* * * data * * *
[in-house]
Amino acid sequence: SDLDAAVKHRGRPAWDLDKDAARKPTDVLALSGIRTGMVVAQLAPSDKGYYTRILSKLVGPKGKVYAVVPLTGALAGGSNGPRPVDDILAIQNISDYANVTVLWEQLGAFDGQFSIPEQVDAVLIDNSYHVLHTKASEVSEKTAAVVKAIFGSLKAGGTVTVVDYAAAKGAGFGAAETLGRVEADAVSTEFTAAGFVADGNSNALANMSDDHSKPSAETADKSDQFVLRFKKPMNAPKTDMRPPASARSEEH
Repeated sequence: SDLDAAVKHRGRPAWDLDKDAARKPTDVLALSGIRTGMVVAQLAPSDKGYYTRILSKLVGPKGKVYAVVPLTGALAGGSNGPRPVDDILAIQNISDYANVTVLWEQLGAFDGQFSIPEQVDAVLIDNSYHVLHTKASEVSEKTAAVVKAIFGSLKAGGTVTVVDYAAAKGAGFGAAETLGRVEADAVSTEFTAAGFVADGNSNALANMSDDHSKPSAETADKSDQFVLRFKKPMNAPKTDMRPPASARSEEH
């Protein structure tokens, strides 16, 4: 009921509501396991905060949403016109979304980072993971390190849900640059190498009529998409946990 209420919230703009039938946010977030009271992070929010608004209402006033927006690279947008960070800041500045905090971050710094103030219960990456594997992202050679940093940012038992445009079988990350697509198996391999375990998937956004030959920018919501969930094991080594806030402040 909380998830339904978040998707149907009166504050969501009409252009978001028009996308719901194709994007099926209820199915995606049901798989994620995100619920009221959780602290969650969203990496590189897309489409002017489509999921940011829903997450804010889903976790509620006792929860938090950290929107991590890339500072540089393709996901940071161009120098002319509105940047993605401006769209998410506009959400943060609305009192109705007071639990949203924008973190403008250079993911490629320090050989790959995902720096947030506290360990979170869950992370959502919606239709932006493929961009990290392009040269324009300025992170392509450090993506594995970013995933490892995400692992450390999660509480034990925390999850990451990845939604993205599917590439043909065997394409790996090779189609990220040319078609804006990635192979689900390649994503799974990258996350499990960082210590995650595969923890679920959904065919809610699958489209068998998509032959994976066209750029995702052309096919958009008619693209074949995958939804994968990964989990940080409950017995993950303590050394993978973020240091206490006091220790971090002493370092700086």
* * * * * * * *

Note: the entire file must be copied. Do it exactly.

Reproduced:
[in-house]
Amino acid sequence: SDLDAAVKHRGRPAWDLDKDAARKPTDVLALSGIRTGMVVAQLAPSDKGYYTRILSKLVGPKGKVYAVVPLTGALAGGSNGPRPVDDILAIQNISDYANVTVLWEQLGAFDGQFSIPEQVDAVLIDNSYHVLHTKASEVSEKTAAVVKAIFGSLKAGGTVTVVDYAAAKGAGFGAAETLGRVEADAVSTEFTAAGFVADGNSNALANMSDDHSKPSAETADKSDQFVLRFKKPMNAPKTDMRPPASARSEEH
Repeated sequence: SDLDAAVKHRGRPAWDLDKDAARKPTDVLALSGIRTGMVVAQLAPSDKGYYTRILSKLVGPKGKVYAVVPLTGALAGGSNGPRPVDDILAIQNISDYANVTVLWEQLGAFDGQFSIPEQVDAVLIDNSYHVLHTKASEVSEKTAAVVKAIFGSLKAGGTVTVVDYAAAKGAGFGAAETLGRVEADAVSTEFTAAGFVADGNSNALANMSDDHSKPSAETADKSDQFVLRFKKPMNAPKTDMRPPASARSEEH
């Protein structure tokens, strides 16, 4: 009921509501396991905060949403016109979304980072993971390190849900640059190498009529998409946990 209420919230703009039938946010977030009271992070929010608004209402006033927006690279947008960070800041500045905090971050710094103030219960990456594997992202050679940093940012038992445009079988990350697509198996391999375990998937956004030959920018919501969930094991080594806030402040 909380998830339904978040998707149907009166504050969501009409252009978001028009996308719901194709994007099926209820199915995606049901798989994620995100619920009221959780602290969650969203990496590189897309489409002017489509999921940011829903997450804010889903976790509620006792929860938090950290929107991590890339500072540089393709996901940071161009120098002319509105940047993605401006769209998410506009959400943060609305009192109705007071639990949203924008973190403008250079993911490629320090050989790959995902720096947030506290360990979170869950992370959502919606239709932006493929961009990290392009040269324009300025992170392509450090993506594995970013995933490892995400692992450390999660509480034990925390999850990451990845939604993205599917590439043909065997394409790996090779189609990220040319078609804006990635192979689900390649994503799974990258996350499990960082210590995650595969923890679920959904065919809610699958489209068998998509032959994976066209750029995702052309096919958009008619693209074949995958939804994968990964989990940080409950017995993950303590050394993978973020240091206490006091220790971090002493370092700086």